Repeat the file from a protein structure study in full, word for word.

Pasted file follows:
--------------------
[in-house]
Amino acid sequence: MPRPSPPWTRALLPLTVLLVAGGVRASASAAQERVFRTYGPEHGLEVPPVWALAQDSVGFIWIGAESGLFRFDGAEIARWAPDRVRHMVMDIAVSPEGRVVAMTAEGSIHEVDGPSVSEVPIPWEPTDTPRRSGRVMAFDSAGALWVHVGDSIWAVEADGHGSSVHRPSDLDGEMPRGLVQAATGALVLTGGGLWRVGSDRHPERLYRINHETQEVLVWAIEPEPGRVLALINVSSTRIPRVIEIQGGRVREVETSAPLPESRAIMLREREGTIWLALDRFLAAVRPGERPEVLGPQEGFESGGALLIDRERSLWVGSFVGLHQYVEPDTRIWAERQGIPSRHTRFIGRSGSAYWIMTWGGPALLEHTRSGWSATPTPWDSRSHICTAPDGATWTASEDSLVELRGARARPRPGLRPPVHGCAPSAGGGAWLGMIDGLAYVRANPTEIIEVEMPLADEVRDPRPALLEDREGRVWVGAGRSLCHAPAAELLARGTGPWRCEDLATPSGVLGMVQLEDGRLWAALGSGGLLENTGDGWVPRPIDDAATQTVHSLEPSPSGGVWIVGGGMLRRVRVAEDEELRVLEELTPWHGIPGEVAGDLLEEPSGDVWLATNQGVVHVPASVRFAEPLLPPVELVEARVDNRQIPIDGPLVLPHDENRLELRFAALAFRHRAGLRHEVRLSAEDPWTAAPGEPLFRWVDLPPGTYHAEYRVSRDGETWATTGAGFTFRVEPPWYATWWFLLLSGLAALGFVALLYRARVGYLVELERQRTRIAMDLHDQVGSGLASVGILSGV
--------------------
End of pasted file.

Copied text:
[in-house]
Amino acid sequence: MPRPSPPWTRALLPLTVLLVAGGVRASASAAQERVFRTYGPEHGLEVPPVWALAQDSVGFIWIGAESGLFRFDGAEIARWAPDRVRHMVMDIAVSPEGRVVAMTAEGSIHEVDGPSVSEVPIPWEPTDTPRRSGRVMAFDSAGALWVHVGDSIWAVEADGHGSSVHRPSDLDGEMPRGLVQAATGALVLTGGGLWRVGSDRHPERLYRINHETQEVLVWAIEPEPGRVLALINVSSTRIPRVIEIQGGRVREVETSAPLPESRAIMLREREGTIWLALDRFLAAVRPGERPEVLGPQEGFESGGALLIDRERSLWVGSFVGLHQYVEPDTRIWAERQGIPSRHTRFIGRSGSAYWIMTWGGPALLEHTRSGWSATPTPWDSRSHICTAPDGATWTASEDSLVELRGARARPRPGLRPPVHGCAPSAGGGAWLGMIDGLAYVRANPTEIIEVEMPLADEVRDPRPALLEDREGRVWVGAGRSLCHAPAAELLARGTGPWRCEDLATPSGVLGMVQLEDGRLWAALGSGGLLENTGDGWVPRPIDDAATQTVHSLEPSPSGGVWIVGGGMLRRVRVAEDEELRVLEELTPWHGIPGEVAGDLLEEPSGDVWLATNQGVVHVPASVRFAEPLLPPVELVEARVDNRQIPIDGPLVLPHDENRLELRFAALAFRHRAGLRHEVRLSAEDPWTAAPGEPLFRWVDLPPGTYHAEYRVSRDGETWATTGAGFTFRVEPPWYATWWFLLLSGLAALGFVALLYRARVGYLVELERQRTRIAMDLHDQVGSGLASVGILSGV